France top court approves stripping nationality of convicted Franco-Moroccan terrorist News
France top court approves stripping nationality of convicted Franco-Moroccan terrorist

[JURIST] France’s top court, the Conseil Constitutionnel [official website, in French] on Friday upheld [text, in French] a decision from 2013 to strip Franco-Moroccan terrorist Ahmed Sahnouni el-Yaacoubi of his French nationality following a conviction for conspiracy to commit terrorist acts. Sahnouni, a naturalized citizen since 2003, appealed to the Conseil Constitutionnel arguing that while France’s civil code permits the government to strip a naturalized citizen of their nationality, to do so violates France’s Declaration of the Rights of Man and of the Citizen [text, PDF]. In a statement [Reuters report], the court wrote, “people having acquired French nationality and those to whom French nationality was given at birth are in the same situation, but that the difference in treatment, which was created to fight terrorism, does not violate the principle of equality.”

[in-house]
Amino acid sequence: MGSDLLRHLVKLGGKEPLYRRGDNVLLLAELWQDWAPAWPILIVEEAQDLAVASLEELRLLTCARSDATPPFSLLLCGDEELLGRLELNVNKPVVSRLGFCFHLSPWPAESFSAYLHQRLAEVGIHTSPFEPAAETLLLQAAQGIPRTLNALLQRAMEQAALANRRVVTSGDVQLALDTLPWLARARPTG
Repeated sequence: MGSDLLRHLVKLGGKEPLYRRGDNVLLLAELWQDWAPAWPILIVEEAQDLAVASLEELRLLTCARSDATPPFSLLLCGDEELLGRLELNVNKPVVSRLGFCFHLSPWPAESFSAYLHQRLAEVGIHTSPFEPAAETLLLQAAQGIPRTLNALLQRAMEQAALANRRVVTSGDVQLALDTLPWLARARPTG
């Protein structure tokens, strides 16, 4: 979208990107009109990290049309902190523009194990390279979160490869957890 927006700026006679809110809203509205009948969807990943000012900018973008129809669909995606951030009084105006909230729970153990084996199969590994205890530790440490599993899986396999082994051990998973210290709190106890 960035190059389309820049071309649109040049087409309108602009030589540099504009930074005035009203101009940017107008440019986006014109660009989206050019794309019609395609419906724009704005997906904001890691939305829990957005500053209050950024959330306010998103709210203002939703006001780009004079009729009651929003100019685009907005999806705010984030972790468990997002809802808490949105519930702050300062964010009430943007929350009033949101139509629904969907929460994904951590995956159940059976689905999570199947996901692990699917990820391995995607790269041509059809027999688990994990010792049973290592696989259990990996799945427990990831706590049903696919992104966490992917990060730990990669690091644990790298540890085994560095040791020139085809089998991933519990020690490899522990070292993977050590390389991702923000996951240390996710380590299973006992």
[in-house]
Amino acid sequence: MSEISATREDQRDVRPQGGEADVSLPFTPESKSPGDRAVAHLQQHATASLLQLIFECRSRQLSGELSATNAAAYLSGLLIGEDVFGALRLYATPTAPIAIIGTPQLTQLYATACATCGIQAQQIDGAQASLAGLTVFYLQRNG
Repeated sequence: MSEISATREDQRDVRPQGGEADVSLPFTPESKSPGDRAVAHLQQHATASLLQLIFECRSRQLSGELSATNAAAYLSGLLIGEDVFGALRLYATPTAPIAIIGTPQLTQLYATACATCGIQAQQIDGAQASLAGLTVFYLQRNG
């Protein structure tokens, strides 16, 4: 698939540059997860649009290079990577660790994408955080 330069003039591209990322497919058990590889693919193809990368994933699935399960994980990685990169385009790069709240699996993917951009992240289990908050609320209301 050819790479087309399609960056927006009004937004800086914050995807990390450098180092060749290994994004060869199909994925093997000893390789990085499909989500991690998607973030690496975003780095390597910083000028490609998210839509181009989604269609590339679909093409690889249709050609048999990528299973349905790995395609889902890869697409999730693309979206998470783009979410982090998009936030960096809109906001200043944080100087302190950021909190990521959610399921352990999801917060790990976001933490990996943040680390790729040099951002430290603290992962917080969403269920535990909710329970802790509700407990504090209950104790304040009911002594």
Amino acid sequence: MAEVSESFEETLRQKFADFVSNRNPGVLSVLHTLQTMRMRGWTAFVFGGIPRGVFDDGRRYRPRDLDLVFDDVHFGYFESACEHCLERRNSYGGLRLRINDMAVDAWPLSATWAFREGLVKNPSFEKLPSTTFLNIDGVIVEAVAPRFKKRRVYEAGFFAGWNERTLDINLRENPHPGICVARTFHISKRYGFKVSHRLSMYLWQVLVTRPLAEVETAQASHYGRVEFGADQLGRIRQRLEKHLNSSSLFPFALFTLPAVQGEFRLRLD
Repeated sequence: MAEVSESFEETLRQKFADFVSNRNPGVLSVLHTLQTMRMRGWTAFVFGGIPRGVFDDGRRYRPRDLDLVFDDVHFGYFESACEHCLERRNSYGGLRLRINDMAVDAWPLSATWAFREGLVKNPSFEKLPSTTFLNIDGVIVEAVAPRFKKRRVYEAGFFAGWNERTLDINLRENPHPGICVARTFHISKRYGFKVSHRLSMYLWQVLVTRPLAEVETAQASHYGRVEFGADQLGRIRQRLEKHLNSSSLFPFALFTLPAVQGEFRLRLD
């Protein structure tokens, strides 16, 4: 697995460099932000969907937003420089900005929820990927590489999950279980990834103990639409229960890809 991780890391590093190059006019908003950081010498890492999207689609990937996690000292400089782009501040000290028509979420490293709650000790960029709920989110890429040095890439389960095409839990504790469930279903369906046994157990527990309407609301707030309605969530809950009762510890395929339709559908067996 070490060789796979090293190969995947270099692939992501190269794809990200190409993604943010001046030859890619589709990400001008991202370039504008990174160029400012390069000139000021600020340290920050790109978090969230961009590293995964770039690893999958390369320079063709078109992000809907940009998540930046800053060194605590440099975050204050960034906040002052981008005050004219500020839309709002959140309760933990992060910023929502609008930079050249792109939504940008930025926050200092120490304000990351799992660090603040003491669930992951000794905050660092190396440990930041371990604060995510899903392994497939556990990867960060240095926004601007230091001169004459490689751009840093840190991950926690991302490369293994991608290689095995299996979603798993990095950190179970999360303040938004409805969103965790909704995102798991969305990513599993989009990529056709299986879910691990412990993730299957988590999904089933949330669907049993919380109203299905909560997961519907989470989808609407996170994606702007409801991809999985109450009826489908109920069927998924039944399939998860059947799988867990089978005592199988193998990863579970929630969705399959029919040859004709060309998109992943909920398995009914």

The decision comes in the wake of the January 7-9 terror attacks [CNN backgrounder] on satirical magazine Charlie Hebdo [official website, in French], which took 17 lives. The rampage was condemned [JURIST report] internationally by the UN Secretary-General, UN High Commissioner for Human Rights and the UN Educational, Scientific and Cultural Organization (UNESCO) [official website]. French police have arrested [JURIST report] 54 people for verbally supporting or threatening terrorist acts in the wake of the terrorist attacks, including four minors and French comedian Dieudonne who is known for his anti-Semitic views. The French Justice Ministry also called on prosecutors to crack down on hate speech, anti-Semitism and support of terrorism. On January 17, The Paris Administrative Tribunal upheld a police chief’s ban on an “Islamists out of France” rally planned for the next day. On January 15, the Spanish High Court ordered [JURIST report] an initial investigation of the time Amedy Coulibaly spent in Spain prior to the attacks in Paris last week. Coulibaly is one of the gunmen associated with the shooting of a policewoman and attack on a kosher supermarket in Paris that left four dead. A day before, a Turkish court banned access [JURIST report] to websites showing the new cover of Charlie Hebdo, which features a caricature of the Prophet Muhammad holding up a sign reading “Je suis Charlie” (“I am Charlie”) with a headline that says “All is forgiven.”